The big question, and one that is currently very difficult to predict with digital capture and today's meters is what exactly is the "proper exposure"? The nature of linear sensors has altered that definition. The zone system was based upon a different technology and has only limited usefulness with digital. The controls available for raw processing-particularly in Camera Raw further alter the traditional approach to film based exposure and processing. It's basically a whole new ball game.
>I can recall seeing Edwin Westin, who was not particularly of scientific persuasion, using his meter in rather unorthodox ways. He would point it in several directions, take a reading from each and fiddle with the dial with a thoughtful expression. "It says one-quarter second at f/32, I'll give one second"
artists like to break the rules. it reminds me of a certain graphic designer i used to know ... :-)
as to Ansel's books ... once upon a time i owned a small bookstore-cafe and managed to squirrel away many --if not most-- of his publications. unfortunately they're locked up in storage in another country, along with a collection of writings and photographs by Alfred Stieglitz and Freeman Patterson--both deeply philisophical photographers who managed to break the rules of their time. i hope one day to retrieve and revisit the timeless knowledge recorded on those pages.
thanks for sharing your memories.
Uh-oh. I'm surrounded by Science. What to do...I once shot photographs for a living ("you call that a living?") and for the past 37.3 years, give or take, have been making exposures, some of them good, some of them awful. I cannot play either a doctor or a professional photographer -- no, not even on TV. (C.V. will not be made available on request. No, don't thank me.)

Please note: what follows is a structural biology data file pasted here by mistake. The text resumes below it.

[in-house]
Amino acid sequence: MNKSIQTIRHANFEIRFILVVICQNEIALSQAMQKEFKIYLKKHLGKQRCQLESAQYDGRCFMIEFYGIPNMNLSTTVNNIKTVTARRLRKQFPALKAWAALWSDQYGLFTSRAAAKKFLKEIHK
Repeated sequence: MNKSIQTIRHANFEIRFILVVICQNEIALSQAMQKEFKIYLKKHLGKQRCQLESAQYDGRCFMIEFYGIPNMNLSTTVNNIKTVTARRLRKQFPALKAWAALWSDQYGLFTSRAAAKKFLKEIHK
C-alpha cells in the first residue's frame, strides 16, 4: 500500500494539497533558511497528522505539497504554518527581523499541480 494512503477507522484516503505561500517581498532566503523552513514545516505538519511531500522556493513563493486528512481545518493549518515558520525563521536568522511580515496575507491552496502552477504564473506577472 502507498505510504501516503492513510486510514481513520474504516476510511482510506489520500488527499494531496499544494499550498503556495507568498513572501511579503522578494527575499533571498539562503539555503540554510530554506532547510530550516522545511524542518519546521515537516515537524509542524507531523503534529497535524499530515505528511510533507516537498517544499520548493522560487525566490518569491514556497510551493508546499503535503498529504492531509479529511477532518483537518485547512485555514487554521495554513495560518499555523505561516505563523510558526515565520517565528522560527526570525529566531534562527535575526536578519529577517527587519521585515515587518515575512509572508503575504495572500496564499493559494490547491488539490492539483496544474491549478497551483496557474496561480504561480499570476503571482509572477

So how do you shoot a black cat? Here's how I did it -- first, the wrong way and second, the right way. 1) Cat presented himself in completely adorable pose (cue the "Kodak Moment" music). Quick, grab camera. Fumble for on/off switch. Where the devil did they put the damned switch...ok, there it is. Uh-oh, low light and ISO 100. Quick, fumble for firmware settings to arrive at ISO 800. Cat might not hold pose much longer...aim, focus, shoot. OOPS. Didn't think fast enough. Of course, indicated meter reading will overexpose the shot. Yep, it's overexposed. Shot later panned by a certain programmer who haunts this forum because it was overexposed (the photo, not the forum). Abject humiliation. However, the print made from the overexposed digital file turned out ok. Not gorgeous but acceptable. Made note of this to aforesaid programmer, who, for some reason, did not respond. :)
2) Once again, cat posing in a photographically appealing fashion. Quick, grab camera. Fantastic luck -- found on/off switch a bit faster this time. Already at ISO 100 -- good, good, more photons in evidence today. And this time, remember that indicated meter reading will not be sufficient. (Mind racing, fumbling for useful mnemonics...ah, here they are: dark...down...minus -- aha! Yreka! Decrease exposure!) Turn magic EV compensation wheel provided in convenient location on camera. Better do it fast, as Kodak Moment is disappearing rapidly. Cat has reached zenith of cuteness and is about to become bored. So pluck the magic twanger and SHOOT, fool! <click>